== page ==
As New Delhi celebrates its 100 years, Hindustan Times has identified 100 iconic buildings and institutions that have come to define the Capital. As part of our ongoing series, we'll feature 17 icons that Delhi came to be identified with then and now. Today, we present six of them.delhi Updated: Aug 30, 2011 16:42 IST
As New Delhi celebrates its 100 years, Hindustan Times has identified 100 iconic buildings and institutions that have come to define the Capital. As part of our ongoing series, we'll feature 17 icons that Delhi came to be identified with then and now. Today, we present six of them.
The Cathedral church of the redemption
The Cathedral Church of the Redemption traces its origins to the early decades of the 1900s when Rev T.R. Dixon was appointed as the Chaplain to meet the spiritual needs of the British officers in Delhi.
The services were held at the present Toga Ashram, which housed a church room at No.1 the Chummeries, Alexandra Place (Gole Dak Khana), and accommodated about 60 people.
Appeals for donations to make a new church were met with a handsome response from the royalty, viceroys, Christians and people of other faiths. The first few donors were King George and Queen Mary and the Indian Church Aid Association.
In 1925, the chief engineer was asked to prepare the plans for a 300-seater church with provisions for extension at a cost of R1.5 lakh. Soon after, in the presence of Sir Edwin Lutyens, the committee was decided to call for a 'closed competition of designs'.
Architect HAN Medd's design was chosen and it was finally opened to public worship on Sunday, 18 January 1931.
Architect: HAN Medd
Built a decade before New Delhi's central shopping attraction Connaught Place came up, the Gole Market catered to the day-to-day needs of the thousands of government employees brought to the new Capital from different parts of the country such as the Bengal and Madras presidencies. The octagonal market forms a critical part in the axis planned by Edwin Lutyens as part of New Delhi's layout.
The market, which still has shops dating back to the 1930s, was in a dilapidated condition due to being in constant use and had faced a lot of damage.
The market was recently restored by the New Delhi Municipal Council, which plans to bring the heritage building back to its old glory.
Architect: Edwin Lutyens
Gole Dak Khana
It is perhaps the only post office in Delhi, or even perhaps the country, where you would have to dodge busy traffic and risk your life and limb to post a letter. The Capital's landmark Gole Dak Khana, officially the New Delhi General Post Office, is situated quaintly amid five converging arterial roads.
Earlier known as Alexandra Place, Gole Dak Khana was part of the original layout for New Delhi made by Edwin Lutyens, who had a penchant for octagonal structures and roundabouts. The post office, however, was designed by Robert Tor Russell, the chief architect of PWD. The building was deliberately built low rise so that it doesn't spoil the view of the Sacred Heart Cathedral next to it.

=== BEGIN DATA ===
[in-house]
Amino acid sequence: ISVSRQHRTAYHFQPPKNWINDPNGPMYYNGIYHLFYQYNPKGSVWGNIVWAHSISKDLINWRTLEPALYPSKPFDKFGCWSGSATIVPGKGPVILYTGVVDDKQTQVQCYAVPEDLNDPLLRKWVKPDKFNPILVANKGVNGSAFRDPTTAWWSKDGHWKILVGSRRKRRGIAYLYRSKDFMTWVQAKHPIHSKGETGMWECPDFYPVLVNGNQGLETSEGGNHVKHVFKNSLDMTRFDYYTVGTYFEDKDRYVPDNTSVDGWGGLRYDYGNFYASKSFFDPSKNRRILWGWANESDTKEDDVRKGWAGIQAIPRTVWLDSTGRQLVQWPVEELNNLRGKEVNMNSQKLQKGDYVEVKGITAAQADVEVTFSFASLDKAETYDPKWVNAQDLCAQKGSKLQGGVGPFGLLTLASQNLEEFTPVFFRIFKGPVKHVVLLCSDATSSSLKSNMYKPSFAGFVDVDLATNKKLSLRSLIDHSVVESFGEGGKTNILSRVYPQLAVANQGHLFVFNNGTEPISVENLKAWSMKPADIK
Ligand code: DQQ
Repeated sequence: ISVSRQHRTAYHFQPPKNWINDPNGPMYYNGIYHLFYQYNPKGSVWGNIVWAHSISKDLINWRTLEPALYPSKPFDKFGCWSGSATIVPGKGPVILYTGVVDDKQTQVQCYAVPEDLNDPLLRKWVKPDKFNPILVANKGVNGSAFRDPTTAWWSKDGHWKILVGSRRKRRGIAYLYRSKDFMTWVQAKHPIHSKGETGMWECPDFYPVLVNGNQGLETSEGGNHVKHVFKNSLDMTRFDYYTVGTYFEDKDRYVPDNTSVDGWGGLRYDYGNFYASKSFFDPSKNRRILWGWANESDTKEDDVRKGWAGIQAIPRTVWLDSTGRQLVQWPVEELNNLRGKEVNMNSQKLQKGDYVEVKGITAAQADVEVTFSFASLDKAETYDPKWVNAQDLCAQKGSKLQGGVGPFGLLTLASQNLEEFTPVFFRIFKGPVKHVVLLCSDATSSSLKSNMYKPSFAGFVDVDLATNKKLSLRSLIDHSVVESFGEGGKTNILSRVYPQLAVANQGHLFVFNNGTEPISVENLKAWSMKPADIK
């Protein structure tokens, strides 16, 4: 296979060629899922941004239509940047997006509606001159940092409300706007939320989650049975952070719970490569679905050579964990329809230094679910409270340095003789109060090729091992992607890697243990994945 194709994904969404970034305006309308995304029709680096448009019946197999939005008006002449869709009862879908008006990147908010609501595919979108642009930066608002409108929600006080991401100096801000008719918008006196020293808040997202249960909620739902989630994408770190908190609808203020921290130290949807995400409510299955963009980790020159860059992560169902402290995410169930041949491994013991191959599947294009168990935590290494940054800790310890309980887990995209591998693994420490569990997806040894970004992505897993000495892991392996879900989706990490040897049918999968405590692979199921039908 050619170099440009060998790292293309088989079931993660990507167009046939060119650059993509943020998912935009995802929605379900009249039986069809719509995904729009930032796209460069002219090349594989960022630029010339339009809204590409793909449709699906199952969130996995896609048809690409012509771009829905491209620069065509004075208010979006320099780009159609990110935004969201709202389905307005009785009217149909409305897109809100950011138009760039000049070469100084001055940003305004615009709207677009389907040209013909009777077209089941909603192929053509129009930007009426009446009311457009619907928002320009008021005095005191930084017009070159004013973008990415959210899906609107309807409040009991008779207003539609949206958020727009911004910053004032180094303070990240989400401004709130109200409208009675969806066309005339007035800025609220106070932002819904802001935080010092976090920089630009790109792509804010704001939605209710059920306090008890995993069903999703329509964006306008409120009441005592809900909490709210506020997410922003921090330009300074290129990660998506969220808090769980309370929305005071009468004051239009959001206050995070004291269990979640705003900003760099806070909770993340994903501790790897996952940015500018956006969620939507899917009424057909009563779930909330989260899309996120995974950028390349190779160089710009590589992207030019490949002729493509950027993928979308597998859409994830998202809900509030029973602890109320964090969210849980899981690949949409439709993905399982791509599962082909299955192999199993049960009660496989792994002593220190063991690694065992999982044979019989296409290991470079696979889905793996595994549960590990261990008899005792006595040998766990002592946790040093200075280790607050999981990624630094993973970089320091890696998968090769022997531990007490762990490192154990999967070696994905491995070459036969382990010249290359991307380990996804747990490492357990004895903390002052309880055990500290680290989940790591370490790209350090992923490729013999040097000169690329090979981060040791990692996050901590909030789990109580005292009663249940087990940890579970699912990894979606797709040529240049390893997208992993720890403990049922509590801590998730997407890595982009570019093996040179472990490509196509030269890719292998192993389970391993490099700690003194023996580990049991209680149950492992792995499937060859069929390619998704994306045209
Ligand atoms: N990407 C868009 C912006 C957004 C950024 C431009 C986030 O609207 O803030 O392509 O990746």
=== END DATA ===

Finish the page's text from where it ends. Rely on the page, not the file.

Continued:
Architect: Robert Tor Russell
Sacred Heart Cathedral
It was Lady Willingdon who caused the plans for a post office to be modified so that the adjacent Mission property (in which a Cathedral was to be built) might be spared the proximity of an eyesore in the form of staff quarters behind this office. When the perspective of the new Cathedral was distorted by an error which placed the foundations too close to the boundary, Lady Willingdon once more came to the rescue and also secured a small addition to the property. An interest-free loan of R60,000 was obtained from the government for the Cathedral. The land on which the Jesus and Mary Convent School, the Irish Christian Brothers School and the Cathedral itself now stand, measures more than 14 acres. All this was acquired in 1920 for R7,000, upon a perpetual lease with a yearly rental of R365. Architect HAN Medd's design was chosen and the construction began in 1930. For five years the work went forward.
Architect: HAN Medd
Built in 1933, the Dhyan Chand National Stadium was originally known as the Irwin Amphitheatre. Situated between the Patiala House and Jaipur House, it was built against the wishes of Edwin Lutyens. The original plan was to build a garden at the site so that it provided a clear view of the Purana Quila in the backdrop. The stadium is linearly situated on the axis beginning from Rashtrapati Bhavan to Rajpath and ending at the India Gate. It's entrance is dominated by five large arches with four chhatris above them. It hosted the first Asian Games in 1951, when it was renamed National Stadium.
Architect: Anthony S DeMillo
The Viceregal Lodge served as Circuit House till it became the temporary residence of Viceroy Lord Hardinge who shifted his residence from Calcutta to Delhi after the latter was declared the new Imperial Capital by King George V.
From being a nondescript building, the refurbished Circuit House suddenly became the seat of authority that governed India for almost two decades. In fact, from 1912 to 1929, it was the venue of several functions. It was home to five viceroys.
It now serves as the office of the vice-chancellor of Delhi University.
Six more iconic structures, including New Delhi Railway Station, Delhi Gymkhana Club and Lady Hardinge Medical College.